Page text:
Supply and price effect with staple strength


Following articles about staple strength two weeks ago, a reader asked about seasonal patterns and whether there were any handy rules of thumb which could be used when selling low tensile strength wool. This article seeks to help answer this query.

The first part of the question asked was about seasonal patterns of supply and arising from this a seasonal pattern in premiums and discounts which could help in decisions about the timing of sales for low tensile strength wool. There is a consistent seasonal pattern in the staple strength of wool grown in Australia. Figure 1 shows the monthly median staple strength for wool sold in eastern and Western Australia since the mid-1990s. Staple strength peaks in the middle of the calendar year and reaches a low point late in the calendar year in Western Australia and around Christmas in the east.

Following on from Figure 1 is the question “Is there a seasonal pattern in the discounts for low staple strength?” The short answer is no, but the periods of low staple strength do carry more risk of increased discounts turning up. This is a classic each way answer (recall Harry Truman reportedly asking for a one-armed economist so he could get a straight answer) but stick with the article as we delve into this point further.

In Figure 2 the monthly staple strength for eastern Australian wool is shown from the mid-1990s onwards. The seasonal pattern shows up but also some bigger variations such as when the staple strength fell after 2003 through to 2010 and then picked up again before easing in recent years. Between seasons the average staple strength in the east has ranged from 31 to 38 N/ktx. Those inter-year variations are greater than the seasonal variations, in the order of four N/ktx, shown in Figure 1. From a processors perspective, the year to year variation can swamp the within-year variation which helps explain why a seasonal variation in staple strength discounts is very weak at best.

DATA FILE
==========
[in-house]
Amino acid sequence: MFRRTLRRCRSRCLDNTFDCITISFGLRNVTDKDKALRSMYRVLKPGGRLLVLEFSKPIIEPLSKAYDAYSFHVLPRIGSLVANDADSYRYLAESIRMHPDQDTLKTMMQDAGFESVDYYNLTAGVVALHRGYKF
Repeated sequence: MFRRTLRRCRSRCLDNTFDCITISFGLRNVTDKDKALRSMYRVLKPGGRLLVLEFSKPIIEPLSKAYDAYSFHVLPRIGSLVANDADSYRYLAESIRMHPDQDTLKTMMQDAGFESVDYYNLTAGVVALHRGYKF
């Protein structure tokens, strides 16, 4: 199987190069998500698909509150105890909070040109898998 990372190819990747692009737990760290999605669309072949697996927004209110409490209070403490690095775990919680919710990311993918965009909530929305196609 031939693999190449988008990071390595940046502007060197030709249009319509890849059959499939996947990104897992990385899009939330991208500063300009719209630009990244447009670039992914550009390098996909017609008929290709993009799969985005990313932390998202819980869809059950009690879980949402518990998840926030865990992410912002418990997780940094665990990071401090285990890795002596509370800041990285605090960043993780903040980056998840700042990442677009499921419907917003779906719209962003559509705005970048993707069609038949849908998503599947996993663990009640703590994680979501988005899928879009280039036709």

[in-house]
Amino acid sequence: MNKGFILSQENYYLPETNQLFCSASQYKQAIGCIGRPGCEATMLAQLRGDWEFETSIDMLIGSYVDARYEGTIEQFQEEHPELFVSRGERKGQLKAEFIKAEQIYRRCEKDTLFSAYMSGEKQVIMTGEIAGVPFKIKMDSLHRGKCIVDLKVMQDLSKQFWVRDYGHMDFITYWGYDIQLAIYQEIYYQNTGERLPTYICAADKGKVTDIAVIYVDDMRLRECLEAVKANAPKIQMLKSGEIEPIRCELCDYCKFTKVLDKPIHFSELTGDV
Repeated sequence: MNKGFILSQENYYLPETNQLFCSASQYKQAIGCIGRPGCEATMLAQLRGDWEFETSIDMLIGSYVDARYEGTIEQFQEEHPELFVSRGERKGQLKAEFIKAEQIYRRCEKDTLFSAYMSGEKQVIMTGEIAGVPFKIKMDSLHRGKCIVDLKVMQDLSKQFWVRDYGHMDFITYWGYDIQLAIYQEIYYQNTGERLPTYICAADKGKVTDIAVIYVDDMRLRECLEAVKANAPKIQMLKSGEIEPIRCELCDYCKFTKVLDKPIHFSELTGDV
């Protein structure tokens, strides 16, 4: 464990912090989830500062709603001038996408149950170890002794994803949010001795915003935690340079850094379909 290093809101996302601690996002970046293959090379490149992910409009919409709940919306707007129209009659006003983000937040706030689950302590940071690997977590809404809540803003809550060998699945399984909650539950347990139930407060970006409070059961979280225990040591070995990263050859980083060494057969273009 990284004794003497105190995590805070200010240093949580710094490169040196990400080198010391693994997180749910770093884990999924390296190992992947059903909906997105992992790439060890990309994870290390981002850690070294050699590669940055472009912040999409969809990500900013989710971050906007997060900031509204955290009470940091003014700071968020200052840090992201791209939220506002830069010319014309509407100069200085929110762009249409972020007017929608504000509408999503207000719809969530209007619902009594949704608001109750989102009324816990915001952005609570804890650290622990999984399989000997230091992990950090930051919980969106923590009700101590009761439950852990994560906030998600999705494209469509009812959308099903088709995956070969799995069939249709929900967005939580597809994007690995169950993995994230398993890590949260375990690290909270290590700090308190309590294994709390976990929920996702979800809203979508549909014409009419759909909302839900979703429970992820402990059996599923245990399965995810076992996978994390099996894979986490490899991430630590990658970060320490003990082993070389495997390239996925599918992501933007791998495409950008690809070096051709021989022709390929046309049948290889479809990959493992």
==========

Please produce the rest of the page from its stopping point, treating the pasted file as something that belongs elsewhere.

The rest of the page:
To compare price and staple strength, the proportion of 70-95 mm length Merino fleece wool with a staple strength of 38-45 N/ktx and a mid-point break between 26% and 75% is compared to the discount of 18 micron fleece wool with a staple strength less than 20 N/ktx to wool with a staple strength of 40 N/ktx , Figure 3. The schematic runs from 2003 onwards. It shows periods when the lower proportion of high strength wool is positively correlated with increased discounts (2012-2015 for example) and periods when the correlation is negative (2009-2011 and the current market for example). Hence the each way answer given above. If the correlation is strongly positive then discounts will be greater when the supply of low strength wool is the greatest (late in the calendar year in Western Australia and around Christmas in the east).

In the current market, there seems to be little correlation between supply and discounts, so supply is not a guide to potential discounts in the coming months.

What does it mean?

In years when discounts for staple strength are positively correlated to staple strength, you can use the seasonal pattern in the supply of low strength wool as a guide to likely changes in the discounts, with supply and discounts peaking in the middle of the wool selling season. In other years when the correlation is low (such as this year) the supply of low strength wool matters little.

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Key Points

  • Staple strength is higher in the middle of the calendar year and lower towards the end/beginning of calendar years.
  • Variation in staple strength can be much greater between years than the normal variation within years.
  • There is no consistent relationship between staple strength and discounts for low staple strength.

Click on figure to expand

Click on figure to expand

Click on figure to expand

Data sources:  AWEX, ICS, Mecardo

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